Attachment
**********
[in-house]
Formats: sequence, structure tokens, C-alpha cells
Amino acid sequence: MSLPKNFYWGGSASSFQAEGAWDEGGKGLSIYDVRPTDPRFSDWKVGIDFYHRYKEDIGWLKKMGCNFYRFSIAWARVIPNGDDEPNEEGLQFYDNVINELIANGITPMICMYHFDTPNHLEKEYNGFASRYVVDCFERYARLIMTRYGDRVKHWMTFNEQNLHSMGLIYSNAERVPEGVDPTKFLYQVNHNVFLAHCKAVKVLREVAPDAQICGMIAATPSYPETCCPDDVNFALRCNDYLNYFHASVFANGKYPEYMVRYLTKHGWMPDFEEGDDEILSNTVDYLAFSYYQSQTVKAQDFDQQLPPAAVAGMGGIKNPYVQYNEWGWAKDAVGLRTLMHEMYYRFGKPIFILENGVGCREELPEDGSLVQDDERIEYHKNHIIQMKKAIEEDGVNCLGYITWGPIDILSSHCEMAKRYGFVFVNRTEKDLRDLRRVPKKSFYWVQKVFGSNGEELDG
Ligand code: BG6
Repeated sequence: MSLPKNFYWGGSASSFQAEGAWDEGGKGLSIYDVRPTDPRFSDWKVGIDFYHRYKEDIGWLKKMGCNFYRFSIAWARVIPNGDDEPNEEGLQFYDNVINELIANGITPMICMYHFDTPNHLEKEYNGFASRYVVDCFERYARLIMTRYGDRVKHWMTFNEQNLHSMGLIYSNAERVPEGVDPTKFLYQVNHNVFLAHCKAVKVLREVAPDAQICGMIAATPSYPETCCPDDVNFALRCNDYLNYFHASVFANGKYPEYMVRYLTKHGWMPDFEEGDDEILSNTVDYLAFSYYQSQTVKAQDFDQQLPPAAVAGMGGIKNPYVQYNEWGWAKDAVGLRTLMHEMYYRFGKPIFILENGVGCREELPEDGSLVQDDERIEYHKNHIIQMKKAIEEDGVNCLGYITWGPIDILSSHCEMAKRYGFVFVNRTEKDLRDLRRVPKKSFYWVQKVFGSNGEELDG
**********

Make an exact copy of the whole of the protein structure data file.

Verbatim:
[in-house]
Formats: sequence, structure tokens, C-alpha cells
Amino acid sequence: MSLPKNFYWGGSASSFQAEGAWDEGGKGLSIYDVRPTDPRFSDWKVGIDFYHRYKEDIGWLKKMGCNFYRFSIAWARVIPNGDDEPNEEGLQFYDNVINELIANGITPMICMYHFDTPNHLEKEYNGFASRYVVDCFERYARLIMTRYGDRVKHWMTFNEQNLHSMGLIYSNAERVPEGVDPTKFLYQVNHNVFLAHCKAVKVLREVAPDAQICGMIAATPSYPETCCPDDVNFALRCNDYLNYFHASVFANGKYPEYMVRYLTKHGWMPDFEEGDDEILSNTVDYLAFSYYQSQTVKAQDFDQQLPPAAVAGMGGIKNPYVQYNEWGWAKDAVGLRTLMHEMYYRFGKPIFILENGVGCREELPEDGSLVQDDERIEYHKNHIIQMKKAIEEDGVNCLGYITWGPIDILSSHCEMAKRYGFVFVNRTEKDLRDLRRVPKKSFYWVQKVFGSNGEELDG
Ligand code: BG6
Repeated sequence: MSLPKNFYWGGSASSFQAEGAWDEGGKGLSIYDVRPTDPRFSDWKVGIDFYHRYKEDIGWLKKMGCNFYRFSIAWARVIPNGDDEPNEEGLQFYDNVINELIANGITPMICMYHFDTPNHLEKEYNGFASRYVVDCFERYARLIMTRYGDRVKHWMTFNEQNLHSMGLIYSNAERVPEGVDPTKFLYQVNHNVFLAHCKAVKVLREVAPDAQICGMIAATPSYPETCCPDDVNFALRCNDYLNYFHASVFANGKYPEYMVRYLTKHGWMPDFEEGDDEILSNTVDYLAFSYYQSQTVKAQDFDQQLPPAAVAGMGGIKNPYVQYNEWGWAKDAVGLRTLMHEMYYRFGKPIFILENGVGCREELPEDGSLVQDDERIEYHKNHIIQMKKAIEEDGVNCLGYITWGPIDILSSHCEMAKRYGFVFVNRTEKDLRDLRRVPKKSFYWVQKVFGSNGEELDG